Ever since the Enlightenment, there has been a strong tendency in educational theory and practice to think of education as the “production” of a subject with particular qualities, most notably the quality of rationality. This way of thinking has deeply influenced the theory and practice of democratic education and has led to an approach that is both instrumentalistic (it sees education as the instrument for the production of the democratic person) and individualistic (it conceives of the democratic person as an isolated individual with a pre-defined set of knowledge, skills and dispositions).
Focus of Study:
In this article, I argue that the way in which we understand democratic education has everything to do with our conception of the democratic person. Through a discussion of the work of Immanuel Kant, John Dewey, and Hannah Arendt I present three different answers to the question as to what it means to be a democratic person. I refer to these as an individualistic, a social, and a political conception of democratic subjectivity, respectively. I argue that each provides a different rationale for democratic education. While the individualistic and the social conception are closely connected to ideas about democratic education as the production of the democratic individual (either by educational strategies directed at this individual, or by creating opportunities for individuals to participate in democratic life), I suggest, using ideas from Hannah Arendt, that there is a different way to articulate what it means to be a democratic subject. This way of understanding what it means to be a democratic subject, to which I refer to as a political understanding of the democratic person, no longer focuses on the production of democratic individuals and no longer thinks of itself as having to prepare individuals for future democratic action. Instead, it focuses on opportunities for democratic action and democratic “learning-in-action.”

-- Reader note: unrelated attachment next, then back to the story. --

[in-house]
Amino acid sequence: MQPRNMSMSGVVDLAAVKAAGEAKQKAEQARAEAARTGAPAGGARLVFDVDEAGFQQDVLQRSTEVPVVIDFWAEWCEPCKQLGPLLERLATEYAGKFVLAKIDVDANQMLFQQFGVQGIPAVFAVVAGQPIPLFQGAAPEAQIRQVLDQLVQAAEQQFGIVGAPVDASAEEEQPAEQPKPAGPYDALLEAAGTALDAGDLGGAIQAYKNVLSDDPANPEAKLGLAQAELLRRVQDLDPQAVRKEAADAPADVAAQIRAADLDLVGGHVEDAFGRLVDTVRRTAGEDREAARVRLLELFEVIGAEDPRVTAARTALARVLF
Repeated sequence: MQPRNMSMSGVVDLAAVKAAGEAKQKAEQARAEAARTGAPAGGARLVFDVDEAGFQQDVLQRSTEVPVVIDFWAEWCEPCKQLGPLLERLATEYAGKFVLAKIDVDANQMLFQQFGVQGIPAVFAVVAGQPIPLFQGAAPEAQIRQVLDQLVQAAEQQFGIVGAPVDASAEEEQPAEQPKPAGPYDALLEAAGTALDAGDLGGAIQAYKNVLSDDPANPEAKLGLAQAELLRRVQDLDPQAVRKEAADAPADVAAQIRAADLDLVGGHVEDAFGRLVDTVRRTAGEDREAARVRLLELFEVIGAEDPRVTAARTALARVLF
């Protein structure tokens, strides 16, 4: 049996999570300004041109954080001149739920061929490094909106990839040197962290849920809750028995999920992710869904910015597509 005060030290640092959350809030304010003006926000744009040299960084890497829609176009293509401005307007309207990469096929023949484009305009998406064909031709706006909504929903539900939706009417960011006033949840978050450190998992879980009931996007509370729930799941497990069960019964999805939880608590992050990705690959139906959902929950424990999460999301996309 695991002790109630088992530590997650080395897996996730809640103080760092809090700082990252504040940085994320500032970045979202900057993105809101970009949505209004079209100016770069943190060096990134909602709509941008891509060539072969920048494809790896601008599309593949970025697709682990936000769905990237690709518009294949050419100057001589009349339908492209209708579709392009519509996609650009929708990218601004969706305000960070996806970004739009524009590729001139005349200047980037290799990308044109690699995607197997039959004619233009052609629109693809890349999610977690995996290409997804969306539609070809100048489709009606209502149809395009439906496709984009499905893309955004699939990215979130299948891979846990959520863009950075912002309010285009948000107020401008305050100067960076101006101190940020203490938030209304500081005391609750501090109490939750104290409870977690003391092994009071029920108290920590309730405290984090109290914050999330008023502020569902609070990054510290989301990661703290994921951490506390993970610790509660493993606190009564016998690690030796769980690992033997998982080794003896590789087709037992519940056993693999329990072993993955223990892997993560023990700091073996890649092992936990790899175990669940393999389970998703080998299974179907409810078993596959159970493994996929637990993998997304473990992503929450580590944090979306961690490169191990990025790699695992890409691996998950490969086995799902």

What schools can do—or at least should try to do—is to make democratic action possible. This involves creating conditions for children and students to be subjects and to experience what it is and means to be a subject. The learning related to this is not something that comes before democratic subjectivity. It rather follows from having been or not having been a subject. It is learning about the fragile conditions under which action and subjectivity are possible. Because subjectivity is no longer something that only occurs or is created in schools, the approach to democratic education that follows from my considerations puts the question about the responsibility for democratic education back where it actually belongs, namely, in society at large. I argue that it is an illusion to think that schools alone can produce democratic citizens. In so far as action and subjectivity are possible in schools and society, schools can perform the more modest and more realistic task of helping children and students to learn about and reflect upon the fragile conditions under which all people can act, under which all people can be a subject. A society in which individuals are not able or not allowed to act, cannot expect from its schools to produce its democratic citizens for it. I therefore conclude that schools can neither create nor save democracy—they can only support societies in which action and subjectivity are real possibilities.